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Like snowflakes, no two Christmas trees are alike. Where one person loves sparkle and color -- the brighter, the better—another prefers the reserved elegance of a muted palette. And, of course, many people’s style and tree vary from year to year, inspired by the nature outside the window or, in Martha’s case, the beloved grandbabies gazing up at the tree in wonder. Let the four distinct and pretty themes in this story spark your creativity, whether you aim to adopt a new look from topper to trunk, or make a sampler of easy ornaments to mix in with your treasured standbys (or give away to friends and loved ones).
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Every little thing you love -- from teensy toys to mismatched collections of vintage holiday items -- has a home on this tree. Start by choosing a palette (we picked bright, happy colors), then fill pipes accordingly: We spray-painted plastic toy animals, spelled out joy and merry with letter magnets, and interspersed tiny wrapped presents, Advent calendar-style. Play around with the placement until you like the overall look (avoid grouping similar objects).
No room for a fulsome tree in a smaller den or living room? No problem. This tree is less than six inches deep and can hang on or lean against a wall.
About the Tree
Everything you need to make this tree is readily available at your local home center: plywood, PVC pipe, a saw, and epoxy. This wood is four by six feet, but you can adjust the size.
Thread-wrapped temari-ball ornaments, abchome.com
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All About ABCs
This year, Martha created her tree to stimulate the curiosity of her toddler grandchildren, Jude and Truman. The crisp graphics of homemade alphabet flashcard ornaments play off the shapes and textures of letter cookies that sparkle with colorful sanding sugar. (You can also use the flash cards as personalized gift tags or spell out names with cookies.)
Martha used a playful palette of fresh, kid-friendly colors. The sides of plain wooden blocks were painted in a range of contrasting colors and made into simple, Montessori-inspired ornaments. She rounded out the look with classic metallic ball ornaments -- shatterproof, so they’re safe around the kids.
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Silvertip firs tend to be symmetrical and have plenty of space between branches to hang large ornaments. This kind of tree is fairly lightweight; here, it’s anchored in a bucket filled with rocks and water, which is placed inside a wooden crate painted to match the ornaments.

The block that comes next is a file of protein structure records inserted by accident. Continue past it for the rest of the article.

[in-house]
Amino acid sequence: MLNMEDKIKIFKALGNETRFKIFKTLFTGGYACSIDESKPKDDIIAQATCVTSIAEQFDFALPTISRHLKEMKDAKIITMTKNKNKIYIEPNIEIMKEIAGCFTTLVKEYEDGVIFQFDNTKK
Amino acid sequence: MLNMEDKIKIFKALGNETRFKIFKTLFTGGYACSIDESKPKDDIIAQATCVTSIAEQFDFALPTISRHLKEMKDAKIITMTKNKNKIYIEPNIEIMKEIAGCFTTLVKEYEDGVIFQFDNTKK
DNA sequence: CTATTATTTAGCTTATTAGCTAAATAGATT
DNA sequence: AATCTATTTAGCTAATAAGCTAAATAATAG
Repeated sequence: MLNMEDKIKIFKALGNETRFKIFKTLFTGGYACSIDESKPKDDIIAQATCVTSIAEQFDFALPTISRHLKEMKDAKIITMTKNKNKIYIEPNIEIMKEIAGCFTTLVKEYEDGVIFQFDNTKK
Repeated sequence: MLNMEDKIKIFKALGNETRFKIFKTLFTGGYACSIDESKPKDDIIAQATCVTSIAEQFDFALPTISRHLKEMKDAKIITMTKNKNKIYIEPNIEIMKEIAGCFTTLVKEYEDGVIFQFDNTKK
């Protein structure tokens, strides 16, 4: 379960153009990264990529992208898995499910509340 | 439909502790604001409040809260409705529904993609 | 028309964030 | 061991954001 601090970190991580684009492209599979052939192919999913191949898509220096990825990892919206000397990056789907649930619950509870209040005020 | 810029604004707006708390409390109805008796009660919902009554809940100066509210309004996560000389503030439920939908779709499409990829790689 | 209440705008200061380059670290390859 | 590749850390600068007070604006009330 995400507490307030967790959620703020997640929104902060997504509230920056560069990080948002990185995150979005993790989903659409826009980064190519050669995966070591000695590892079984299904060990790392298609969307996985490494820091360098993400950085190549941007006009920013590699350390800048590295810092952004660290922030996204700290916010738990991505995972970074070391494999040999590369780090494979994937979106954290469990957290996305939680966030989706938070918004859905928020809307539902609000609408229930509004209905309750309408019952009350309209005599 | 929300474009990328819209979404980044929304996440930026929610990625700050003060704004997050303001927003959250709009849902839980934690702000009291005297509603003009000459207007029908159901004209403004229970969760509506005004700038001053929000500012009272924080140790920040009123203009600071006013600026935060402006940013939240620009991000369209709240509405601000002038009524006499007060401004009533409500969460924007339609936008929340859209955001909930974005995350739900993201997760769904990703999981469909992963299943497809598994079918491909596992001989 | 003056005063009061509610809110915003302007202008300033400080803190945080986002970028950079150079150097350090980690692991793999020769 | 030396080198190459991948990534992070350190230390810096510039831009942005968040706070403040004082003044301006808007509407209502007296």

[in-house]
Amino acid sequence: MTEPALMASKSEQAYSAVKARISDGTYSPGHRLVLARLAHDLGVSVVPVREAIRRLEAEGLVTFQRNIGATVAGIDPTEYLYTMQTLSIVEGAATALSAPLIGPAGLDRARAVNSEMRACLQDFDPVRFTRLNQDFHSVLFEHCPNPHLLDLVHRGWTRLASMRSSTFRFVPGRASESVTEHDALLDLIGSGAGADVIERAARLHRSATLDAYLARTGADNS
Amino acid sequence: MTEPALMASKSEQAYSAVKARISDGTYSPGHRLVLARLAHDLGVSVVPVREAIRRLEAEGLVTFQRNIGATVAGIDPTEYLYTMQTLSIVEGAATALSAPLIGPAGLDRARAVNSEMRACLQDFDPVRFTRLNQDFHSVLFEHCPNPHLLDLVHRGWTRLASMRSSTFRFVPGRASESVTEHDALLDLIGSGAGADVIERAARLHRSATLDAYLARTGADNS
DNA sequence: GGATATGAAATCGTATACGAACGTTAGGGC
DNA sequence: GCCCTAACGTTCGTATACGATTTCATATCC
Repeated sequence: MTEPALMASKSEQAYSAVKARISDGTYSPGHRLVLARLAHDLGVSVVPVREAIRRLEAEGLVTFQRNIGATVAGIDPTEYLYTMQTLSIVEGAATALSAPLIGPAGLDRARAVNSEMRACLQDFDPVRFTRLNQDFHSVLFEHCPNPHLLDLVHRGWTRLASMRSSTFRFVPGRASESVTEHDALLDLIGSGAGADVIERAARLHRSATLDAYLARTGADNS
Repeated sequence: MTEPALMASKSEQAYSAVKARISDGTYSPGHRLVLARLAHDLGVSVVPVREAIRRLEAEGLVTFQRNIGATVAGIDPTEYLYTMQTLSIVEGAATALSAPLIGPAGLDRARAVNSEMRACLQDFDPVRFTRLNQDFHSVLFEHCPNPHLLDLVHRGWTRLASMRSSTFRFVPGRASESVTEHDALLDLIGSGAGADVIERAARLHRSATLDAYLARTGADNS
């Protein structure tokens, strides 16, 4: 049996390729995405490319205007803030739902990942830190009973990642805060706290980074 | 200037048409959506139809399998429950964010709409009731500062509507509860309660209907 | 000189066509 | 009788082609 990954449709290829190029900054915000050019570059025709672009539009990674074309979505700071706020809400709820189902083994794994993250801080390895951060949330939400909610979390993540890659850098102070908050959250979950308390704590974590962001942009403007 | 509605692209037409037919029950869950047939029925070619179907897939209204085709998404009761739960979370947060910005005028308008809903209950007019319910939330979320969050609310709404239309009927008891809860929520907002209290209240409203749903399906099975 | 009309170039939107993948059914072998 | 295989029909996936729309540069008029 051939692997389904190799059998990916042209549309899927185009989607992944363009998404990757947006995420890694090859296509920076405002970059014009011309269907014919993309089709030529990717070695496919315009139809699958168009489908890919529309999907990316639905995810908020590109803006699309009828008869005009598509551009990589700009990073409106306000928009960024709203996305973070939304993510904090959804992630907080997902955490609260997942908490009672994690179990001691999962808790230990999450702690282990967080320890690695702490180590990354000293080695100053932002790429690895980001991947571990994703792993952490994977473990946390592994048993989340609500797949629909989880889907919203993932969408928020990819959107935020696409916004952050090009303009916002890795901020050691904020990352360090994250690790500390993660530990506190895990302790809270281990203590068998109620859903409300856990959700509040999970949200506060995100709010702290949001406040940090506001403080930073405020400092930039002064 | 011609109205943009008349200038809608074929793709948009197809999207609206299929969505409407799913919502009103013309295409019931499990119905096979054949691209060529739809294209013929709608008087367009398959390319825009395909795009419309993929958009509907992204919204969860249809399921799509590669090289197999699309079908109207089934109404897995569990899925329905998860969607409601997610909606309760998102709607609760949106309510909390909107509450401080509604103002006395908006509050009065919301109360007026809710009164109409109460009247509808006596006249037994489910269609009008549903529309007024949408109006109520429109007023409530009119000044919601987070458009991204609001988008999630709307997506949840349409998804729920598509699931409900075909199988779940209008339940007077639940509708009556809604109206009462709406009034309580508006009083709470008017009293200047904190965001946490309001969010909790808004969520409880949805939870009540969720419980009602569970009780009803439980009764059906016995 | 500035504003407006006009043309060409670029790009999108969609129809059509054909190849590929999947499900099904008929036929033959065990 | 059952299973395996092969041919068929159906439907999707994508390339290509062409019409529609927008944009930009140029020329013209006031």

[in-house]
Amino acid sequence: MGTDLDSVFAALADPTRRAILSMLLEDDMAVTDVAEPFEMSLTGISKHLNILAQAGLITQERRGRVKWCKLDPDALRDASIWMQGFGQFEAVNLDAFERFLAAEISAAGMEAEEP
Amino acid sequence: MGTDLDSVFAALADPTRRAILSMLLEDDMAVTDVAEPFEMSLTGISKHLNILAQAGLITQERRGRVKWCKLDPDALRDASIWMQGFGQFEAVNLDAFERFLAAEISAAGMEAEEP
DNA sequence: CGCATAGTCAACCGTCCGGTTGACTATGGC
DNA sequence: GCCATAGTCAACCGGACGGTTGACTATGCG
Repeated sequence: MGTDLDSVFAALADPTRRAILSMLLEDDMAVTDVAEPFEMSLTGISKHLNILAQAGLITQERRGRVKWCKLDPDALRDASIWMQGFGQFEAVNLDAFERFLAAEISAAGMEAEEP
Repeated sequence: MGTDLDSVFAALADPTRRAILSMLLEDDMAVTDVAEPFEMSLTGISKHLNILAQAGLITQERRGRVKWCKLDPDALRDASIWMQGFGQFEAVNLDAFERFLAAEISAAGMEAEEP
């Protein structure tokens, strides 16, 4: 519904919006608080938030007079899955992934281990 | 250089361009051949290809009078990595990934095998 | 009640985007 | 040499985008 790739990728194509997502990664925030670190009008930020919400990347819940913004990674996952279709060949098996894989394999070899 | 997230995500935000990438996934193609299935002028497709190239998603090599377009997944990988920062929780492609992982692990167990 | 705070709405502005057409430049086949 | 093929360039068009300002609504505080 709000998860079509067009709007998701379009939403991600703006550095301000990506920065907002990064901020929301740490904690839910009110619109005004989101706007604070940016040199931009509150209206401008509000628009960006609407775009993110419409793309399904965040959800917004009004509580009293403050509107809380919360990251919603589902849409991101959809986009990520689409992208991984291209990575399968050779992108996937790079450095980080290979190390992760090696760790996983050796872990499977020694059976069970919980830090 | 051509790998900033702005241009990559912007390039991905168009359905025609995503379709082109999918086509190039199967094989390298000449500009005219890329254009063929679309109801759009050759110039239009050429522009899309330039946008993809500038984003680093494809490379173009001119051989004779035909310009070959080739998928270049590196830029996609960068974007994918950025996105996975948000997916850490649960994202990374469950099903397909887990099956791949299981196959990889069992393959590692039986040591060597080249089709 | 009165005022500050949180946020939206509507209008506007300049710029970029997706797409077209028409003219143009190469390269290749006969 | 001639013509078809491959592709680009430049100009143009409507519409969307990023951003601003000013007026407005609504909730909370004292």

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Terrarium on a Tree
Pine trees aren’t the only plants to incorporate into your holiday décor: Make ornaments by nestling popular terrarium plants (succulents, ferns) inside balls of angel vine, and hang them from a cluster of bare branches for an understated, sophisticated style. Succulents are best in smaller balls. Selaginella and other small ferns work well in large balls.
Made with Moss
The branches are rounded out with ornaments fashioned from Styrofoam balls covered with reindeer moss in shades of chartreuse and dark green. Any of these crafts is a sweet little gift -- prepare a bunch and send them home with friends when they stop by around the holidays.
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This arrangement of branches is designed to resemble a leafy tree. It’s set in a patinated vase with a bed of mood moss; rocks hold the branches in place. Use deciduous branches foraged from your yard. Look for ones that will radiate sideways, so that ornaments hang easily.
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Lots of Tartan
Red- and yellow-based tartans are a twist on the traditional Christmas colors of red and green. The ornaments are easy to make by winding bias strips of plaid fabric around Styrofoam balls, or by folding and snipping ribbon into banners and finishing them with kilt pins (for either a Scottish or a decidedly punk vibe).
The More the Merrier
This can be a wonderful starter tree. Not only are these ornaments speedy to make, they’re incredibly economical. You can churn out dozens -- and complete the look with inexpensive gold balls and picks.
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This stout, radiant Norway spruce has been flocked using a nontoxic spray kit, so it appears as if it’s dusted with snow. The tree is in a traditional stand that has been placed inside a galvanized tub.
Sno-Jet flocking, by Peak Seasons, 951-351-7778
Precut Norway spruce, simonsonfarms.com
French-upholstered Belgian-linen wing chair, in Sand Linen and Weather Oak Drifted, rh.com
Samoke handmade silk carpet, abchome.com